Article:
Jude and I each have separate clothing budgets. Each amount is a line item on our household budget. We each have the freedom to spend that money as we want, but we’re accountable to manage to the number. And we usually do talk about what we buy. Other couples use such budgeted amounts for lunches with friends, music downloads, etc.

You don’t need separate financial lives to have some semblance of freedom in marriage. You each just need a budgeted amount that you can manage.

Oneness is better for your finances, and your marriage.

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Profitable Ideas: How to Up Your Investment Game, Keeping the Financial Peace in Your Family, and More Fri, 12 Jul 2019 13:30:23 +0000

Weekly roundup of some of the best personal finance articles from around the web.

Why are we such poor investors (The Financial Bodyguard). How our brains, and our hearts, often lead us astray.

The thing that’s probably blowing a hole in your budget (A Wealth of Common Sense). It drives more of your financial life than you probably realize.

Your best tips for managing the family money (NY Times). I don’t agree with all of these ideas (and neither will you) but there are some good nuggets here.

The new Millennial obsession (Gartner L2). Oddly, pay-by-installment is the new credit card.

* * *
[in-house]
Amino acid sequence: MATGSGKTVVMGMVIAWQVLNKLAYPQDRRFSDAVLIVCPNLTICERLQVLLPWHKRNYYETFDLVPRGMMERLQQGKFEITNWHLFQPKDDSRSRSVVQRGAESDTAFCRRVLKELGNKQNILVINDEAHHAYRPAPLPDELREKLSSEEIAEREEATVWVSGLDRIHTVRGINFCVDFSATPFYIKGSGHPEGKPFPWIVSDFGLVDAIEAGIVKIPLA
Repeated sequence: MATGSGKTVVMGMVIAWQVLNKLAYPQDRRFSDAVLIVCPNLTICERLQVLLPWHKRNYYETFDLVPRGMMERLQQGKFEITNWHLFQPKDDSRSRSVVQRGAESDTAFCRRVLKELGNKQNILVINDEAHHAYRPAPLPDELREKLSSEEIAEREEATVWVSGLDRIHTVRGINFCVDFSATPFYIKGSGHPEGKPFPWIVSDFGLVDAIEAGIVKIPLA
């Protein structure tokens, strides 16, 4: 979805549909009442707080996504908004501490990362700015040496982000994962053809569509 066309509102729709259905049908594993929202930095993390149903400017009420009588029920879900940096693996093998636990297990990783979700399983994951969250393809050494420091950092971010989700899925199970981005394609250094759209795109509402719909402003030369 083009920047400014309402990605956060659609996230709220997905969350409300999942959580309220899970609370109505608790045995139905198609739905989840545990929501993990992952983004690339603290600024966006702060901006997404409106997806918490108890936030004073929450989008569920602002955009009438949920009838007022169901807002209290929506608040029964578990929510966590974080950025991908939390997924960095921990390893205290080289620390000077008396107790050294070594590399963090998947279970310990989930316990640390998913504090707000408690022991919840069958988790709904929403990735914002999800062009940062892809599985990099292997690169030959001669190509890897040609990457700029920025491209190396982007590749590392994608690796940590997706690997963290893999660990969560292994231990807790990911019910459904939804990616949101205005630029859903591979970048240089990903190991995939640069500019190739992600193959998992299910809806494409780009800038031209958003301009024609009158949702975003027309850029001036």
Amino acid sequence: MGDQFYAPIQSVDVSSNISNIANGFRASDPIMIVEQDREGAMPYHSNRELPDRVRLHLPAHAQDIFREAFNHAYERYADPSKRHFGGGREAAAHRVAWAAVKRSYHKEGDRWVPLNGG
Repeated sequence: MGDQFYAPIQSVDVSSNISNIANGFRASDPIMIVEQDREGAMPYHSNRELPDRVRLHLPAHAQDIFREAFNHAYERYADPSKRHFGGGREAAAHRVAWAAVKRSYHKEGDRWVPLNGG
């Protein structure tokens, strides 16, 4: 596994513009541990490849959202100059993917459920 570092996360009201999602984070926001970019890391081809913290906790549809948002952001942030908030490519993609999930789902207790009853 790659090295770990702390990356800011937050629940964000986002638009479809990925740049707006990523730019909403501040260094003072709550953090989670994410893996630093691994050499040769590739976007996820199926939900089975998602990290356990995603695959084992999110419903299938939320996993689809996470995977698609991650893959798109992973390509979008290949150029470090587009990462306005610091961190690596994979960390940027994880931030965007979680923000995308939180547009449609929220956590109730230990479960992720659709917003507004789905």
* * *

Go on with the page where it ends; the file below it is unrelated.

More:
Why things break: Easy causes of business and investing failure (Collaborative Fund). Not a quick how-to article, but an interesting read, as is usually the case with Morgan Housel’s writing.

Here’s an example of the perfect résumé, according to Harvard career experts (CNBC). If you’re in the job market, here’s how to put your best foot forward.

Storm prep: How to keep your documents safe from a natural disaster (USA TODAY). This might be too late for the folks in New Orleans, but what if an especially bad storm hits your town?

5 tips on managing the ‘boomerang generation’ (NY Times). Lots of adult ‘kids’ are moving back home. Here’s how to keep the peace.

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Profitable Ideas: Seven Money Conflicts in Marriage, Popular Money Apps Put to the Test, and More Fri, 28 Jun 2019 13:30:19 +0000

Weekly roundup of some of the best personal finance articles from around the web.

7 common money conflicts in marriage and how to solve them (Kiplinger). What to watch out for and how to resolve these issues if they come up in your marriage.

Being satisfied with what we have (Seed Time). It’s counter-cultural and even counter-intuitive, but it does have the advantage of being biblical!

Benefits of assigning kids chores (Smart Parent Advice). Oftentimes, it seems easier to just do it yourself, but your kids will benefit (and so will you) if you get them more involved in helping out.

How I sold my car online for the most money possible (Bible Money Matters). Okay, you’ve done the right thing and kept your car for 15 years (right?). Here’s how to get top dollar when it’s time to part with your faithful ride.